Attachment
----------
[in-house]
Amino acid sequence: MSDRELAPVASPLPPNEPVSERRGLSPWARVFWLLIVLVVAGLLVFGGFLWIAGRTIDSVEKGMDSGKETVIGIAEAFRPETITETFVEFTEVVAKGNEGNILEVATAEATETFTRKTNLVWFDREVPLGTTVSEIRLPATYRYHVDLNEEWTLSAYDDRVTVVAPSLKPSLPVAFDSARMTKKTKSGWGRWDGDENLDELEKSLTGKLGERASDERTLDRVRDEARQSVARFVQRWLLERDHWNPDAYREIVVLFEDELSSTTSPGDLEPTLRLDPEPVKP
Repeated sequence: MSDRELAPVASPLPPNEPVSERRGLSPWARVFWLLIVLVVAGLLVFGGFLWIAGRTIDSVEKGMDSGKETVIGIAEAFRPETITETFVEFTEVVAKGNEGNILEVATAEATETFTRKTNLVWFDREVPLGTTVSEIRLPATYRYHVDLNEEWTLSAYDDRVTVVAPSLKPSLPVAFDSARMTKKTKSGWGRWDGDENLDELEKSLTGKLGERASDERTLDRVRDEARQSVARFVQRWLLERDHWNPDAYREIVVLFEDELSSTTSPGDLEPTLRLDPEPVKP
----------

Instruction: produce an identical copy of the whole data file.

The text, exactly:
[in-house]
Amino acid sequence: MSDRELAPVASPLPPNEPVSERRGLSPWARVFWLLIVLVVAGLLVFGGFLWIAGRTIDSVEKGMDSGKETVIGIAEAFRPETITETFVEFTEVVAKGNEGNILEVATAEATETFTRKTNLVWFDREVPLGTTVSEIRLPATYRYHVDLNEEWTLSAYDDRVTVVAPSLKPSLPVAFDSARMTKKTKSGWGRWDGDENLDELEKSLTGKLGERASDERTLDRVRDEARQSVARFVQRWLLERDHWNPDAYREIVVLFEDELSSTTSPGDLEPTLRLDPEPVKP
Repeated sequence: MSDRELAPVASPLPPNEPVSERRGLSPWARVFWLLIVLVVAGLLVFGGFLWIAGRTIDSVEKGMDSGKETVIGIAEAFRPETITETFVEFTEVVAKGNEGNILEVATAEATETFTRKTNLVWFDREVPLGTTVSEIRLPATYRYHVDLNEEWTLSAYDDRVTVVAPSLKPSLPVAFDSARMTKKTKSGWGRWDGDENLDELEKSLTGKLGERASDERTLDRVRDEARQSVARFVQRWLLERDHWNPDAYREIVVLFEDELSSTTSPGDLEPTLRLDPEPVKP